Migrating from a regular public Google account (GMail, etc.) to a Google Apps account seems to be a hot topic among geeks. Lots of people did it and posted their experience on their blog, which is often helpful for the next ones to try it. Since I recently migrated my account too, I thought I’d share this here. The important difference is that most people only post how they migrate their email. I tried to post about a lot more than that, including how to migrate contacts and groups and filters and quick links and documents and all that. I also wrote a complete “pros & cons” section up front so you can check whether Google Apps is for you.

    Pros and Cons

    Pros

    • You can administer your domain using Google's control panel. All the users in your group (probably your family, or some kind of circle of friends) have a common ground to communicate on (chat integrated in mail, calendars, documents sharing, etc.). Scott Hanselman has a few pros & cons on that subject in his article about migrating his whole family to Google Apps, and the follow-up article . Note that these articles are outdated in a few places (some things have been fixed, some methods of backup/transfer don't work anymore, some pros/cons are not valid anymore).
    • Your integrated GMail chat will now make you appear online as "username@domain.com" instead of "username@gmail.com". This is way better if you want maximum portability of your identity, but want to keep the practicality of GMail's integrated chat.
    • If you ever need to, you can upgrade some accounts to paid "Premier" accounts to get more space, reliability and support.

    Cons

    • Not all Google services are available in Google Apps. For example, Google Reader or Picasa or Google Maps are not included in Google Apps, and you would end up having to login using your public GMail account. This means that whatever links you see at the top ("Mail", "Calendar", "Documents", etc.) will take you to the wrong application (the public one instead of your Google Apps one). Also, your beloved iGoogle homepage will only work in the "public Google" space, so you won't be able to make it work with your Google Apps things. Instead, in Google Apps, you'll have the lame and ugly "Partner Homepage".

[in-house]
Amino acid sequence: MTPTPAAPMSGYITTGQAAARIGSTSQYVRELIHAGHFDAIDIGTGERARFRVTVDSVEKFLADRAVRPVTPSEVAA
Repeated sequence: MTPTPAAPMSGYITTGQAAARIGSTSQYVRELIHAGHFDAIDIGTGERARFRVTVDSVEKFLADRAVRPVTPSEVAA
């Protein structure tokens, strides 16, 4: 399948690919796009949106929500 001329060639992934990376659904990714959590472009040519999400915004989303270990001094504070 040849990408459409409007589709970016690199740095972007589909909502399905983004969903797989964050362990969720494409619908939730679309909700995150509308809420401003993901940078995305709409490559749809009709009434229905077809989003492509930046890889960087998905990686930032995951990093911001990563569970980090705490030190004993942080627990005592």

• As mentioned in the previous point, Google still hasn't fixed the whole Google Accounts debacle. Namely, your regular public account will still be needed to log into non-Apps places like Google Reader, Picasa, Google Maps, etc. You can't use your Google Apps account for this, which results in a slightly schizophrenic user experience. The cookies seem to use different tokens, though, so you can transparently be logged in to Google Apps and public Google services using the same browser.
    • Your chat history won't be migrated, nor will be your chat buddies (for this you’ll have to re-invite people to chat with you at your new “username@domain.com” address).

    The Procedure

    If you've decided that Google Apps is still for you, then this is how you can migrate your regular Google account (GMail, GCal, etc.) to Google Apps.

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    Labels and quick links work together

    I just realized that the 2 GMail Labs experiments “Go to label” and “Quick links” work together, which makes quick links all the more useful. So say you have 2 labels named “Newsletters” and “Notifications”, and one quick link named “ALT.NET” (which finds all the posts from the ALT.NET mailing list). If you summon the “go to label” popup and start typing “n”, it will show all three: Now, you ask, when should you use a label, and when should you use a quick link?